If you accumulate data on which you base your decision-making as an organization, you should probably think about your data architecture and possible best practices.

If you accumulate data on which you base your decision-making as an organization, you most probably need to think about your data architecture and consider possible best practices. Gaining a competitive edge, remaining customer-centric to the greatest extent possible, and streamlining processes to get on-the-button outcomes can all be traced back to an organization’s capacity to build a future-ready data architecture.

In what follows, we offer a short overview of the overarching capabilities of data architecture. These include user-centricity, elasticity, robustness, and the capacity to ensure the seamless flow of data at all times. Added to these are automation enablement, plus security and data governance considerations. These points from our checklist for what we perceive to be an anticipatory analytics ecosystem.

#big data #data science #big data analytics #data analysis #data architecture #data transformation #data platform #data strategy #cloud data platform #data acquisition

Sid  Schuppe

Sid Schuppe


How To Blend Data in Google Data Studio For Better Data Analysis

Using data to inform decisions is essential to product management, or anything really. And thankfully, we aren’t short of it. Any online application generates an abundance of data and it’s up to us to collect it and then make sense of it.

Google Data Studio helps us understand the meaning behind data, enabling us to build beautiful visualizations and dashboards that transform data into stories. If it wasn’t already, data literacy is as much a fundamental skill as learning to read or write. Or it certainly will be.

Nothing is more powerful than data democracy, where anyone in your organization can regularly make decisions informed with data. As part of enabling this, we need to be able to visualize data in a way that brings it to life and makes it more accessible. I’ve recently been learning how to do this and wanted to share some of the cool ways you can do this in Google Data Studio.

#google-data-studio #blending-data #dashboard #data-visualization #creating-visualizations #how-to-visualize-data #data-analysis #data-visualisation

Gerhard  Brink

Gerhard Brink


Getting Started With Data Lakes

Frameworks for Efficient Enterprise Analytics

The opportunities big data offers also come with very real challenges that many organizations are facing today. Often, it’s finding the most cost-effective, scalable way to store and process boundless volumes of data in multiple formats that come from a growing number of sources. Then organizations need the analytical capabilities and flexibility to turn this data into insights that can meet their specific business objectives.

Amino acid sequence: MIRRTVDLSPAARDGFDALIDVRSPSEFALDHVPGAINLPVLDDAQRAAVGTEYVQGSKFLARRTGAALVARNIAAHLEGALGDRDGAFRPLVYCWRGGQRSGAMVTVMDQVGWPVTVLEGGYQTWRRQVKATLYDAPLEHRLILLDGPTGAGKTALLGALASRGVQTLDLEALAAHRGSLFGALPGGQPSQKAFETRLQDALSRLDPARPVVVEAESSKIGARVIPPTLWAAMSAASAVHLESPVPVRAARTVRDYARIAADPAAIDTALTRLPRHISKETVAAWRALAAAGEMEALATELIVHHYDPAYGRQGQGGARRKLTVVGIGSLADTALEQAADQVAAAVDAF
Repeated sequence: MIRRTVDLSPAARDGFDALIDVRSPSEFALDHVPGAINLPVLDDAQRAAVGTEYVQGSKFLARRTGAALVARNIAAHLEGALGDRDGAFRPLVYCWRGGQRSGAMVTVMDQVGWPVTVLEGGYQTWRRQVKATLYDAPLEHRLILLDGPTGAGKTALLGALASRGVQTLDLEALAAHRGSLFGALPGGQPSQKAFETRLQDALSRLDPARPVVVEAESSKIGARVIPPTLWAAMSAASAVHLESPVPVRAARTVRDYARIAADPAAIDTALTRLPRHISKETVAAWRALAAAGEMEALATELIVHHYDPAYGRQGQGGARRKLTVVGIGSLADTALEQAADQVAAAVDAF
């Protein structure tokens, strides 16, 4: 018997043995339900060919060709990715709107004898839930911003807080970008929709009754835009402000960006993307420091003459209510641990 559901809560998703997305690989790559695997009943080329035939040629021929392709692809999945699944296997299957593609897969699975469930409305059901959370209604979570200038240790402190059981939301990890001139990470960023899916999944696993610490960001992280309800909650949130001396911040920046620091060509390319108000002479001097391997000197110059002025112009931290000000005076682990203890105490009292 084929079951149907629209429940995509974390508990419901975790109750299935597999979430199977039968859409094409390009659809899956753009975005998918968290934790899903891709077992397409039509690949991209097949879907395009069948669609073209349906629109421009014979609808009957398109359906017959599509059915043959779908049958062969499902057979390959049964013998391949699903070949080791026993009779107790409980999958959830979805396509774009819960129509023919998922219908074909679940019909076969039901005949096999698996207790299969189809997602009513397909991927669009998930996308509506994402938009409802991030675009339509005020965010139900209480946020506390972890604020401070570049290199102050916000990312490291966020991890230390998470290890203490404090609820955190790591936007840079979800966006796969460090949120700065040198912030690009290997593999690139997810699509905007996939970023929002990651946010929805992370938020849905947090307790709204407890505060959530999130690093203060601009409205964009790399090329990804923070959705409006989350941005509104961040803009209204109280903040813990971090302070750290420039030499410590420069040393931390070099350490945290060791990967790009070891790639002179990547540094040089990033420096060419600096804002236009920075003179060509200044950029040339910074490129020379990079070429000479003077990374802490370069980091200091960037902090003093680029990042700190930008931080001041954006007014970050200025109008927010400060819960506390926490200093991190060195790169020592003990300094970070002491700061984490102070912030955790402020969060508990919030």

This Refcard dives into how a data lake helps tackle these challenges at both ends — from its enhanced architecture that’s designed for efficient data ingestion, storage, and management to its advanced analytics functionality and performance flexibility. You’ll also explore key benefits and common use cases.


As technology continues to evolve with new data sources, such as IoT sensors and social media churning out large volumes of data, there has never been a better time to discuss the possibilities and challenges of managing such data for varying analytical insights. In this Refcard, we dig deep into how data lakes solve the problem of storing and processing enormous amounts of data. While doing so, we also explore the benefits of data lakes, their use cases, and how they differ from data warehouses (DWHs).

This is a preview of the Getting Started With Data Lakes Refcard. To read the entire Refcard, please download the PDF from the link above.

#big data #data analytics #data analysis #business analytics #data warehouse #data storage #data lake #data lake architecture #data lake governance #data lake management

Coy  Roberts

Coy Roberts


React Data Visualization Tutorial

In this tutorial, we will see React Data Visualization. We will use uber chart datavisualization charting-library visualization react.React-vis is a React visualization library created by Uber. With it, you can quickly create simple charts, such as line, area, bar chartspie and donut chartstreemaps and many more.  Modern web application front ends are usually developed using one of the significant UI frameworks, such as Ember, React, Vue, or Angular. Depends on the framework you are using; you may want to ensure that the library plays well with it. Most of the charting libraries are framework agnostic. We use React-vis library for creating a React Data Visualization. So let us get started.

React Data Visualization Tutorial

First, we install the React js then we will start our example.

#react data visualization #react js #react-vis #vue #angular #node.js